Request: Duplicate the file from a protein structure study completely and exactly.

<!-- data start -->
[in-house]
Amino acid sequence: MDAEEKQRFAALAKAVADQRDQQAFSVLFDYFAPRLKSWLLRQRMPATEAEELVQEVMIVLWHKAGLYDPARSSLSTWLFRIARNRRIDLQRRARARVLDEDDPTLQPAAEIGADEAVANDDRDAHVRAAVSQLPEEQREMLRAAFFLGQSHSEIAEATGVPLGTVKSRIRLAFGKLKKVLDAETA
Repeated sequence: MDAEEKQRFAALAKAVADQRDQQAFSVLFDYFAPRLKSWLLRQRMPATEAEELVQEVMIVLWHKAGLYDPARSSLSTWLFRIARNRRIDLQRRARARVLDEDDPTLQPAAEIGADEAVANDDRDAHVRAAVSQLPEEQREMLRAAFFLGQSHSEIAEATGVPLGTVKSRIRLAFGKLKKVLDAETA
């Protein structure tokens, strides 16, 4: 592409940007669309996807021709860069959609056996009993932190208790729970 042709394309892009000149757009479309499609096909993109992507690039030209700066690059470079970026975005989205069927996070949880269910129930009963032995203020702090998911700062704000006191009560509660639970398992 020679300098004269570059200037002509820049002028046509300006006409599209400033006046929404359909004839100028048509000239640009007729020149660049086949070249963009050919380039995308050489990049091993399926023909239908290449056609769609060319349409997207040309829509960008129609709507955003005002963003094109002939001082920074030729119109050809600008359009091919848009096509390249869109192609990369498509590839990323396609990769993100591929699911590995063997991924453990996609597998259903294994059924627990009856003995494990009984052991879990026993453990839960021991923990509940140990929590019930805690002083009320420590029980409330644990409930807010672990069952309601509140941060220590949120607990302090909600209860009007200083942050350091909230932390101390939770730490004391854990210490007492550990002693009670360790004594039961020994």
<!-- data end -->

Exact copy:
[in-house]
Amino acid sequence: MDAEEKQRFAALAKAVADQRDQQAFSVLFDYFAPRLKSWLLRQRMPATEAEELVQEVMIVLWHKAGLYDPARSSLSTWLFRIARNRRIDLQRRARARVLDEDDPTLQPAAEIGADEAVANDDRDAHVRAAVSQLPEEQREMLRAAFFLGQSHSEIAEATGVPLGTVKSRIRLAFGKLKKVLDAETA
Repeated sequence: MDAEEKQRFAALAKAVADQRDQQAFSVLFDYFAPRLKSWLLRQRMPATEAEELVQEVMIVLWHKAGLYDPARSSLSTWLFRIARNRRIDLQRRARARVLDEDDPTLQPAAEIGADEAVANDDRDAHVRAAVSQLPEEQREMLRAAFFLGQSHSEIAEATGVPLGTVKSRIRLAFGKLKKVLDAETA
């Protein structure tokens, strides 16, 4: 592409940007669309996807021709860069959609056996009993932190208790729970 042709394309892009000149757009479309499609096909993109992507690039030209700066690059470079970026975005989205069927996070949880269910129930009963032995203020702090998911700062704000006191009560509660639970398992 020679300098004269570059200037002509820049002028046509300006006409599209400033006046929404359909004839100028048509000239640009007729020149660049086949070249963009050919380039995308050489990049091993399926023909239908290449056609769609060319349409997207040309829509960008129609709507955003005002963003094109002939001082920074030729119109050809600008359009091919848009096509390249869109192609990369498509590839990323396609990769993100591929699911590995063997991924453990996609597998259903294994059924627990009856003995494990009984052991879990026993453990839960021991923990509940140990929590019930805690002083009320420590029980409330644990409930807010672990069952309601509140941060220590949120607990302090909600209860009007200083942050350091909230932390101390939770730490004391854990210490007492550990002693009670360790004594039961020994």